We used the tower to call in Arty from An Loc. It was set up where the first rounds would land about 350 meters from the tower and cover everything from the road by the main gate to the front of HQ and Alpha Battery. I remember the Tower was manned by someone from our unit, and personnel from the 1st Air Cav., and the 11th Armored Cav., or the 1st Infantry Division. When I first had guard there it was all our people, but later it was changed. When we saw anything that looked like it was moving or didn’t seem right, we’d call in the Cobras. If they saw anything, they would spray the area with there mini-guns. I’m not sure if “Blue Max” was always in the air over us at night. It sure seemed like it. If you needed them, they were there in an instant.
So Big Abe made it to the small fighting position that was just to the left of the Officers Bunker. I was crawling along and rounds were going off everywhere. Abe emptied a clip at some VC he saw before I got there. I made sure I saw what I was firing at because I knew there was a bunker to the left across the road and maybe someone from our unit was told to get into the Old Bunker 8 at that time. I didn’t want to shoot any friendlies.
We didn’t fire at anything we couldn’t identify. There were shadows running around in front of us by the road. When we did see it was VC, we opened up. We were right by the VC that was torn apart, to the left of Bunker 8, and we heard movement to our right. We checked it out and it turns out to be another VC just behind Bunker 8 and the Officer’s Bunker. There was someone with a flashlight there shining it on the VC, I forget who it was. We went there and took a look at him. He was all shot up, but still alive, but I doubt he lived very long. An officer came to us and said we’re going into the Mortar Platoon area. I think that’s when Sgt.Anderson and the Reaction Force arrived.
Someone said something about getting the medic to see if he could do something for the wounded VC ,and I don’t exactly remember who replied, but I do remember someone said shoot him, or fuck him. It might have been Big Abe. The wire by Bunker 8 had been cut or it was left open so the mortar platoon could walk in and out of our area to go to the Mess Hall etc., I’m not sure which. Some of it looked like the sappers might have put a charge on it. You could see where there was an explosion. It was damaged, but you couldn’t get through it - we couldn’t anyway. Everything happened so fast. It seems like everyone got to the wire within a few minutes.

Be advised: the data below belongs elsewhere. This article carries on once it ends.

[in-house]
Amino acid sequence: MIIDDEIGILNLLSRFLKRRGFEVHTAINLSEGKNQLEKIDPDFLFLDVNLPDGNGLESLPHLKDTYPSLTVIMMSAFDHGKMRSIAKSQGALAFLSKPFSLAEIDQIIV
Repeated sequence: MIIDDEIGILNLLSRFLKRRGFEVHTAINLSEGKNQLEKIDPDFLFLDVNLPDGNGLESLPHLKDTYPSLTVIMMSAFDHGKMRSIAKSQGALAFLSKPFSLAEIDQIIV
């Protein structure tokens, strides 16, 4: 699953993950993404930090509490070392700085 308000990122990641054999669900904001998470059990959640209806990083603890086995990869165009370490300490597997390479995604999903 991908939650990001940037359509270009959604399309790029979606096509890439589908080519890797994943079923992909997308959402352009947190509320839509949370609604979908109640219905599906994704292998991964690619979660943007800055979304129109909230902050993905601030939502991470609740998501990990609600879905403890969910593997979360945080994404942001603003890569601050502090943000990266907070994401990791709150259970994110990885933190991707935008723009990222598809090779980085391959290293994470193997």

On the way to Bunker 8 we saw Head our Medic. He told us he was treating a wounded GI. Looking back, I’ll bet anything it was Larry Hutchison and he said he was sure there were casualties in the Mortar Platoon and soon as he was done treating the wounded soldier he would go there.
I read Roger Mallory’s story of May 12th and the reason the MotorPool was locked and chained was because a few days before we had one of our trucks taken for a joy ride and we found it crashed in a ditch. It seems as if some of our Bros went cruising one night. I don’t know if they were from our unit or one of the 1st Cav’s. There was no real damage done. Actually I found it kind of funny. I remember when we used to race the ¾’s down to the Frenchman’s Pool. I think we did more damage to them than the incoming mortars and rockets did but we always fixed them. So anyway, I got the orders to put on the chains and locks. I figured if anyone really needed something they would blow the gate away or just drive through it.
So now we crawl into the Mortar Platoon area. It must have been just moments before every one else. The officer tells me to check the first bunker to the right. I’m hesitant and I ask the officer, “Do the friendlies know we are here? “ I ask because the Mortar Platoon got hit hard and if there’s friendlies taking cover in the bunker, they’ll think I’m VC. This is what I was thinking.
He tells me “It’s alright, they know”. I didn’t think it was a good idea to yell. “We’re friendlies and we’re coming in” either. My thoughts were if a sapper was in the bunker, all he had to do was fire, while I had to see if the were on our side. If it was a VC bunker I would have just grenaded it, but it was one of ours. A lot to think about when the sweats pouring off of you like you were in the rain, and your about to shit in your pants. So I crawl along and by the entrance to the bunker to the right is a soldier lying there. I move him slightly so I can see his face. I knew he was dead. He got shot in the side of his head. It must have been point blank. I can’ even describe the look he had on his face - it was horrible.
I don’t remember anyone else in that bunker. We moved to the next bunker and two guys are lying on the ground inside. We tell them we’re friendlies. I remember one saying to his friend, looks like we’re going home. They both had bad wounds. One of them told us to get his boots on the other side of the bunker. He said I think my feet are in them. I never forgot that. They both had terrible leg injuries. Among other things, I’m thinking. The sappers must have got them with grenades.